Mizraab, Mazi Haal Mustaqbil
“My music is not about two idiots meeting in a garden singing a love song. Its about the issues and problems in real life common to everyone.”
With this motto in mind, the basis of the first genuine Pakistani Urdu metal band – Mizraab – was laid during the late last century. The band was named by Faraz Anwar’s father, the word mizraab being the Persian for a piece of metal worn on the finger while playing sitar. With himself on vocals, Khalid Khan on bass and Akhtar Qayyum on percussions, the guitar maestro Faraz Anwar set out to give shape to his brainchild. Ideas were conceived, lyrics phrased and melodies composed. The trio marched on to produce one of the most unorthodox albums of Pakistani music history – titled “Panchi”. The album involved some extremely hard-hitting concepts accompanied by cutting-edge guitars, rhythmic and heavy bass and a very different and remarkable percussive element. The course for a much stronger future was set…
Initially, the 9-track album was not meant for release and Faraz didn’t want it to be more than an experiment. “The album was good but I felt strongly about re-doing it. Not revamping but redoing it,” he says. However, Akhtar Qayyum went on to strike a record deal with Sound Master and the album was released in 1999. “I had no idea that Akhtar would go out and release it, which he did. It did well but I wasn’t expecting the album to hit the market,” says Faraz. Relations got strained and Akhtar left due to musical differences. The band vanished from the scene for a few years of silent evolution…
Faraz then, keeping the name Mizraab, began his solo project. In the summer of 1999 he went to Lahore to record at Digital Fidelity Studios, where his work was well received. His work was so good that it shocked everyone at the studio because they felt the material was exceptional. The album, titled “An Abstract Point of View” was released internationally in 2000 by Gnarly Geezer Records – a company owned by legendary Jazz guitarist Alan Holdsworth. The record label also suited Faraz in the way that he himself is known to be a self-proclaimed disciple of Mr. Holdsworth. The album created waves in the international music scene and attracted some extraordinary reviews from music magazines all over the world including places as far as the Netherlands and Japan. “You could describe Abstract Point of View as complex symphonic jazz-rock-prog-metal, which even can be called epic in two cases,” writes Dutch magazine iO pages*. Many others rated Faraz as an amazing discovery from this part of the world.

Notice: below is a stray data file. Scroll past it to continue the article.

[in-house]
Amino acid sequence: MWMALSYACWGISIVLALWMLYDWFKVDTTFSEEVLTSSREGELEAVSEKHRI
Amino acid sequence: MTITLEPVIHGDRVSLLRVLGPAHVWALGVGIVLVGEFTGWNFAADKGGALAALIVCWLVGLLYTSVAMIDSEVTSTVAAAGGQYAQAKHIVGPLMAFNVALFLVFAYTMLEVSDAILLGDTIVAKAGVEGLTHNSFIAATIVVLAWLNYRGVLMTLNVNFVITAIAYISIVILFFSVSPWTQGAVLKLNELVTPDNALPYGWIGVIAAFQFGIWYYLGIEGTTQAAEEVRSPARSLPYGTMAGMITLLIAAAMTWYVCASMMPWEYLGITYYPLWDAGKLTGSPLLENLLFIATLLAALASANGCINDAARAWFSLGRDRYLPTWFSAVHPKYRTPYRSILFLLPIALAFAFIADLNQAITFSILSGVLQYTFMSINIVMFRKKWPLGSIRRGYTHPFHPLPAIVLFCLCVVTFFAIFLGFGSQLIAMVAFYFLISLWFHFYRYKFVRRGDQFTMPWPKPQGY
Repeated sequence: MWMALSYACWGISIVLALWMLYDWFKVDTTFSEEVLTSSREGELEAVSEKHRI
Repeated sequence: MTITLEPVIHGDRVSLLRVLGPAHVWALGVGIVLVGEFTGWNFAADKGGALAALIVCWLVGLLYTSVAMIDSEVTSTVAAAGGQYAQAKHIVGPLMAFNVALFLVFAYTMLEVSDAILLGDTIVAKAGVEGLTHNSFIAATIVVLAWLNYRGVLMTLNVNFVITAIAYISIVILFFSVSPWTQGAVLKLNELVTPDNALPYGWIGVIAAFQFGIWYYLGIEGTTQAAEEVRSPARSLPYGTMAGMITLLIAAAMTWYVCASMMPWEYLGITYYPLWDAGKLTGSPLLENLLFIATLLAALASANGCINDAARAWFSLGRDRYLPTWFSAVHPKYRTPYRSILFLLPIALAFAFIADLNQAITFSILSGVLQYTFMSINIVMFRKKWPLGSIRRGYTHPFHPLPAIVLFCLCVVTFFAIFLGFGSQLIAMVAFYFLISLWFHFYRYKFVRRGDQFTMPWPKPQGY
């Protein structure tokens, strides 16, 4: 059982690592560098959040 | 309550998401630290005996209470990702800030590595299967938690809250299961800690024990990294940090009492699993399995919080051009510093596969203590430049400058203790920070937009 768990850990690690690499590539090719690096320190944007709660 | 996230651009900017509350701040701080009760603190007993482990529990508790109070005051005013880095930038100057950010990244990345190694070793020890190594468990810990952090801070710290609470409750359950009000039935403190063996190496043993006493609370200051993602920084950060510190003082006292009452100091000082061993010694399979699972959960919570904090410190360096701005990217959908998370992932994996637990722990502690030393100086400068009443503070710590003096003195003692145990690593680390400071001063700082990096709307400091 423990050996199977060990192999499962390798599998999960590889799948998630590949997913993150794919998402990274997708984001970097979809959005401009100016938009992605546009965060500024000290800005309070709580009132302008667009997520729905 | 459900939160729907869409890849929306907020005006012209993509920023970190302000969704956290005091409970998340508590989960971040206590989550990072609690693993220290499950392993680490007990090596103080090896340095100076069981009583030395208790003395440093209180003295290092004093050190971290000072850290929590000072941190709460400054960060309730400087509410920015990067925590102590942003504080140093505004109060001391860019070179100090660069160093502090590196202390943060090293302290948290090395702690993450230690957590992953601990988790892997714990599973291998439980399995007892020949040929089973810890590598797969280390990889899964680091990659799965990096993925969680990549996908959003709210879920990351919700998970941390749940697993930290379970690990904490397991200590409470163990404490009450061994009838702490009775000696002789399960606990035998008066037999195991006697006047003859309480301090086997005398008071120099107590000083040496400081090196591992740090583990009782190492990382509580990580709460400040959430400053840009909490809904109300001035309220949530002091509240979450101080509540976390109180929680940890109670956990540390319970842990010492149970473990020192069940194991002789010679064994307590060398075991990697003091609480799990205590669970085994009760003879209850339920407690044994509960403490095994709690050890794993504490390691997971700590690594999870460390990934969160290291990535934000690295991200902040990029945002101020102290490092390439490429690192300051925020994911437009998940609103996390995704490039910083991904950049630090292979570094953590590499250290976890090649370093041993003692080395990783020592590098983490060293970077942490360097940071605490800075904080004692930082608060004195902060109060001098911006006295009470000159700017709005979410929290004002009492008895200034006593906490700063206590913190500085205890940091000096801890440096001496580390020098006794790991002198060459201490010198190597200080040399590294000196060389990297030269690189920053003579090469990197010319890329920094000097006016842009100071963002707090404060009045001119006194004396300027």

Having added another feather in his hat, Faraz resurrected Mizraab. He had been gathering new ideas for Mizraab all along and finally it was time to put them into action. This time, there was a new line up and a new feel to this sole progressive metal band of Pakistan. Bassist Khalid Khan was re-called into his position and Irfan Ahmed (Charlie) appointed as the in charge for the battering machine. “My friendship with Khalid and Irfan goes way back. I used to play guitars in a band called Live Sketches. Immu (Fuzon) was also involved in that project and Khalid, believe it or not, was the singer at the time! It was around the year 1995 that Khalid decided to switch to bass and he picked up from there. Irfan and I go back like 11 years. The entire time he’s been with me and we’ve been working together on one project or another,” states Faraz. Both Khalid and Irfan are renowned session musicians of Pakistani music scene and have worked with acts such as Strings, Hadiqa Kiyani, Najam Sheraz and Vital Signs.